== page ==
Gone With the Wind by Margaret Mitchell

Element Value Value Standard
dc.title Gone With the Wind
dc.creator Mitchell, Margaret, 1900-1949
dc.subject Coming of age- Fiction; Slavery;  Slavery in Literature; United States–History–Civil War, 1861-1865 LCSH
dc.description In this “epic novel of love and war,” Scarlett O’Hara, the spoiled daughter of a plantation owner, must survive on her own and find a way out of poverty in the Civil War South.
dc.publisher Macmillan
dc.date 1964 W3CDTF
dc.type Text DCMIType
dc.format Hardcover book, 833 pages, 8.5 x 5.9 x 1.9 in.
dc.identifier ISBN-13 978-0025853904
dc.source http://www.amazon.com/Gone-Wind-Margaret-Mitchell/dp/B000GISOGS/ref=sr_1_5?ie=UTF8&qid=1461871698&sr=8-5&keywords=gone+with+the+wind
dc.language en-US RFC4646
dc.relation Gone With the Wind by Margaret Mitchell; originally published by Macmillan Publishers; New York: June 10, 1936
dc.rights Margaret Mitchell

Gone with the Wind follows the struggles of Scarlett O’Hara during and after the Civil War, as well as her on-again, off-again relationships with Ashley Wilkes and Rhett Butler. Many people have the opinion that Gone with the Wind should be banned due to racial slurs, as well as the underlying racism in both the way slaves were treated by the characters and portrayed by the narrative.



Beloved by Toni Morrison



Element Value Value Standard
dc.title Beloved
dc.creator Morrison, Toni
dc.subject Slavery—United States; African American Women—Fiction; Infanticide—Fiction LCSH
dc.description Former slave Sethe can’t escape the ghosts of her past, including the ghost of her infant daughter, Beloved.
dc.publisher Vintage International
dc.contributor Toni Morrison
dc.date 06-08-2004 W3CDTF
dc.type Text DCMIType
dc.format Softcover book, 321 pages, 5.2 x 0.7 x 8 in.
dc.identifier ISBN-13 978-1400033416

Original edition: PS3563.08749B4 1987

dc.source http://www.amazon.com/Beloved-Toni-Morrison/dp/1400033411/ref=sr_1_1?ie=UTF8&qid=1461603890&sr=8-1&keywords=beloved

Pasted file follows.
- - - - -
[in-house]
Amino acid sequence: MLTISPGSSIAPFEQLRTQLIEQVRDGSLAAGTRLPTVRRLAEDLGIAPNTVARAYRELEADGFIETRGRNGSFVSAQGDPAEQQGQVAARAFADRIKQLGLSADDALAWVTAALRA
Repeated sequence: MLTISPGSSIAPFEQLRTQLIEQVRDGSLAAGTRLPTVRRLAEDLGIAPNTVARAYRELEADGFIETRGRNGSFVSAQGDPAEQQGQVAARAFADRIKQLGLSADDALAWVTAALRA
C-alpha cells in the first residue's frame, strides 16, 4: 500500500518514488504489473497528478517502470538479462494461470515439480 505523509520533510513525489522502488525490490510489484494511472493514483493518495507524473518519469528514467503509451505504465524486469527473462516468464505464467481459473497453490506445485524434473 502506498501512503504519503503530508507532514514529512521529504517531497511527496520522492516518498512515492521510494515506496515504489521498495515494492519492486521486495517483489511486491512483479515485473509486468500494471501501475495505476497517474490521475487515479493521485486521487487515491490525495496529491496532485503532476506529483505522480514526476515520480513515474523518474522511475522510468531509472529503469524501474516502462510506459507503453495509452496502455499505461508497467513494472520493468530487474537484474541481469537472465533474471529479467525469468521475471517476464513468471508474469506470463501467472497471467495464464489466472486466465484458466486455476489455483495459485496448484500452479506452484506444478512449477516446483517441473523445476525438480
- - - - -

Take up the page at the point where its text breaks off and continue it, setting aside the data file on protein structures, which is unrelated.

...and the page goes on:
dc.language en-US RFC4646
dc.relation Beloved by Toni Morrison; originally published by Alfred A. Knopf, New York: 1987
dc.coverage 1987-2004
dc.rights All rights reserved


Former slave Sethe has escaped from slavery in Kentucky to freedom in Ohio. When Sethe is tracked down after only a month of freedom, she kills her two-year-old daughter rather than let her be taken back into a life of slavery. Years later, Sethe is once again living in Ohio when a young woman calling herself Beloved shows up on her doorstep…a woman who might be Sethe’s daughter. This haunting story of guilt, freedom, and slavery has frequently been banned and challenged due to accusations of “violence, sexual content, and discussion of bestiality” (Banned Books Week).


Works cited: “Banned Books That Shaped America.” Bannedbooksweek.org. Web. 25 Apr. 2016. http://www.bannedbooksweek.org/censorship/bannedbooksthatshapedamerica


The Adventures of Huckleberry Finn by Mark Twain

Element Value Value Standard
dc.title Adventures of Huckleberry Finn
dc.creator Twain, Mark, 1835-1910
dc.subject Runaway children—Fiction; Fugitive slaves—Fiction; Friendship—Fiction; Race relations—Fiction; Mississippi River—Fiction LCSH
dc.description Huck Finn, trying to escape his abusive father, teams up with runaway slave Jim as they raft down the Mississippi River together in the 1840s.
dc.publisher Dover Publications
dc.contributor Mark Twain
dc.date 05-26-1994 W3CDTF
dc.type Text DCMIType
dc.format Softcover book, 224 pages long, 0.8 x 5.2 x 8.5 in.
dc.identifier ISBN-13 978-0486280615
dc.source http://www.amazon.com/Adventures-Huckleberry-Finn-Mark-Twain/dp/0486280616/ref=sr_1_1?s=books&ie=UTF8&qid=1461605489&sr=1-1&keywords=huckleberry+finn
dc.language en-US RFC4646
dc.relation The Adventures of Huckleberry Finn by Mark Twain; originally published by Charles L. Webster and Co., New York: 1885
dc.coverage 1885-1994
dc.rights All rights reserved


“The Adventures of Huckleberry Finn” tells the story of Huck Finn, a white boy who runs away from his abusive father with Jim, a runaway slave. Together, the two travel down the Mississippi River on a raft, encountering racism and attitudes toward slavery and freedom in the American South of the 1840s. Despite its negative attitude toward slavery, the book has been frequently banned for racism and offensive language (Banned Books Week) due to Twain’s unflinching portrayal of 1840s Missouri and the realities of slavery.


Works cited: “Banned Books That Shaped America.” Bannedbooksweek.org. Web. 25 Apr. 2016. http://www.bannedbooksweek.org/censorship/bannedbooksthatshapedamerica